Friday, June 29, 2007

When your hero turns out to be your friend

This week, ESPN Sportscenter has been presenting a series of Make A Wish stories, in which sick or -- in the worst cases -- dying kids are granted a wish to meet some sports star.

OK, I get that ESPN and Disney probably has motives that extend beyond plowing some of their mammoth profits into doing something decent, but the fact is they did something decent and if that's what it takes for more decency in the world, then that's what it takes.

Put that aside for a moment, though, and you're left with very gifted athletes -- very, very rich athletes -- doing something decent too.

This morning's segment was with New Orleans quarterback Drew Brees. (Watch) Over on the right side of the page you'll see links to the other segments this week.

Here's a box of Kleenex.

Friday, June 22, 2007

Flash! You're interesting

We have been talking in the newsroom the last few days about the way we cover stories. I can't go into the particulars, but part of it is based on this concept of Public Insight Journalism, and part of it is based on an idea MPR's news bosses have for me to give up the online editing gig, and go write about what I see; more or less.

One of the problems that's been keeping me up at night is I can't think of a way to cover things in the way that's been described.

Here's how I'd do it and, trust me, I'm not stealing this idea. Throw a dart at a map, go to the town, let the phone book fall open, pick a name, do a story.

Why? Because I've always felt that if you give me 6 questions, I'll find something interesting about you that others will find interesting too.

Almost without exception, people think they are not "newsworthy." Almost without exception, they are wrong.

What kind of story would I like to do before I die? This kind.

Wednesday, June 20, 2007

A picture from the past

It's been said that a picture is worth a thousand words, but I think the best picture is the one that leaves you speechless.

This is a picture I've had folded up and in my wallet since 1991, and I have no idea who any of the people are. Now, 16 years later, I'm trying to find out.

This is the family of a dead American soldier from the first Persian Gulf war. I cut it out and stuck it in my wallet for a number of reasons.

For one, my kids were still small and I anticipated they'd go through the phase of glorifying war and I thought it would be a good reminder that the war movies on TV are relatively antiseptic portrayals of the real thing.

I had no interest in giving them my political thoughts on war -- I'm not sure what they are myself -- just that there can be no argument that in a war, there are usually families like this.

The other reason I cut it out is because that was a quick war, the war that would usher in a "new world order," and it didn't cost much -- only 147 American soldiers, a quarter of whom were killed by friendly fire. This was referred to as "minimal casualties," a phrase the media and politicians used, but one that I detested. I also thought the "minimal" casualties would turn us into a country with unrealistic expectations of war where casualties are concerned.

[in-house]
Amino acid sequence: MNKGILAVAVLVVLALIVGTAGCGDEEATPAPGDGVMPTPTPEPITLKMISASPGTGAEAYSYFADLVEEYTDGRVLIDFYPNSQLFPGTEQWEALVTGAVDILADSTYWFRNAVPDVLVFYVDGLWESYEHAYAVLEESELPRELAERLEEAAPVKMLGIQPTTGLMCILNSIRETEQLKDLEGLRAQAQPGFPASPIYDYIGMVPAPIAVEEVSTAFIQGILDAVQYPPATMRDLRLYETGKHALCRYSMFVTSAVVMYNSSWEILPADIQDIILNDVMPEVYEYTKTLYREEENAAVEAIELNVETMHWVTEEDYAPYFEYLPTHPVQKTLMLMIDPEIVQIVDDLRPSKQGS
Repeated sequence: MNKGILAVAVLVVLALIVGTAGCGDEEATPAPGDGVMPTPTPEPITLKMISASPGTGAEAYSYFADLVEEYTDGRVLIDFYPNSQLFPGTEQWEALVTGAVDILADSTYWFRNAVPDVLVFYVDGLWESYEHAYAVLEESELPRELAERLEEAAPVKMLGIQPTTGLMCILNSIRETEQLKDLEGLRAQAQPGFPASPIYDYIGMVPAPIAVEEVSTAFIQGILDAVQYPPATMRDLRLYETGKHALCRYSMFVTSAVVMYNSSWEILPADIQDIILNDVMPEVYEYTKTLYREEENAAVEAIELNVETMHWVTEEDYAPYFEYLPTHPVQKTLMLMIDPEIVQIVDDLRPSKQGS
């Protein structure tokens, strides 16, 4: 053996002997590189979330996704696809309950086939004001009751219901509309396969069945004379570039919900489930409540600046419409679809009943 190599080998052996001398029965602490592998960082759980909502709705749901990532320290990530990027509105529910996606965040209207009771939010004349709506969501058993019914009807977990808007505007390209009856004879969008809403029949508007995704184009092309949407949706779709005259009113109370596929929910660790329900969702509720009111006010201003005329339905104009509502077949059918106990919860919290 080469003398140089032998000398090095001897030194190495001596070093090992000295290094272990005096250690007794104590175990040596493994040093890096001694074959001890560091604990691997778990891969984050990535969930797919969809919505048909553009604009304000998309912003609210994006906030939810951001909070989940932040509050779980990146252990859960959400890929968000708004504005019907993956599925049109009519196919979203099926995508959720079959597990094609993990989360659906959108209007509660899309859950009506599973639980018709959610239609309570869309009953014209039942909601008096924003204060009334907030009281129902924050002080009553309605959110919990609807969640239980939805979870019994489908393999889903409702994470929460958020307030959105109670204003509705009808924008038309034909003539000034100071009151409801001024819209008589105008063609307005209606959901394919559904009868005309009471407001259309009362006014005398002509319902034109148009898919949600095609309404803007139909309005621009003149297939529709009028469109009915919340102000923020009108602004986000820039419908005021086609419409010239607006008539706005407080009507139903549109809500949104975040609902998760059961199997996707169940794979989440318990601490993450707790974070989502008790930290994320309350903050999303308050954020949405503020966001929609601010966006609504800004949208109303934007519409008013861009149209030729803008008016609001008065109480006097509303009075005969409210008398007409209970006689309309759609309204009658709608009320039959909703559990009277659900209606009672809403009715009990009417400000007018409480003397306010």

Minimal? Look at the faces.

I don't believe I ever had cause to pull the picture out of my wallet to show either of my sons. I pulled it out once in a news meeting to try to convince other editors in the mid '90s to do a story on our country's bravado and attitude toward war. But they looked at it, passed it along, and then made their assignments for stories about the corn crop and the State Fair instead.

And now I've pulled it out again, because I want to find these people. I want to find out who they are, where they're from, and what has become of them on the day when -- their faces said -- they looked at their past, and wondered about their future.

I need to hear a thousand words.

(Update 5/24/13) - I found them a few years ago. I've written about it here.

Sunday, June 10, 2007

Why the sun rose today

It is a gorgeous morning in Minnesota, its beauty enhanced by the fact that most of its populace is still asleep. The cardinal is singing, the lawn and trees are a vibrant green from a week of rain a week ago, the sky is a deep blue, my coffee is the finest wine I've ever made and from my observation point -- the backyard deck -- I see that God has a wry sense of humor to give us such a glorious day on the darkest day for some people.

Bob Reha, a reporter for many years at Minnesota Public Radio died yesterday after a battle with leukemia that consumed not only him, but a large legion of my colleagues who did everything that music, food and silent auctions can accomplish in such cases. I did not know Bob very well. We'd occasionally exchange stories about the Cardinals -- the baseball kind -- on his rare trips to St. Paul, but that was about it.

Last night my wife's best friend called to say her mother has gone into hospice.

These are difficult times for the baby-boom generation, a generation that has never been anywhere near as gifted at handling difficult times. Our parents, and our friends, are passing on to another stop on their journey and we have never been particularly good travelers.

And God keeps giving us glorious mornings. Funny stuff.

I have wrestled over the years, like many others, on the meaning of faith -- not as practiced by the show-it-alls on Sunday morning, but by people like me. The un chosen; the people who haven't been absorbed by the religous groups who have intentionally hijacked good religion with bad politics.

I am not a regular church-goer. I am a believer. I have never felt that I needed church to have a relationship with God. Why do I need a middleman? If you believe the Bible, God gave us 10 simple directions. Church? It's a nice social occasion, but what don't you get about 10 simple directions?

At deaths, we mourn the living, it seems to me. We are unhappy because we don't get to walk with the departed anymore. There's nothing wrong with that, but if one is truly faithful, how does one feel anything but awe for a person who, in this case, spent a career seeking out stories, who yesterday got the biggest one of all -- the answer to what it all means?

I often wonder whether the sadness surrounding death is a rare peek into the doubt we have about the existence of God.

And yet the grass and trees are green, the cardinal is singing, the sky is a deep blue, there is a universal concept of time that applies to everything, and it is utterly illogical to conclude that it's all accidental.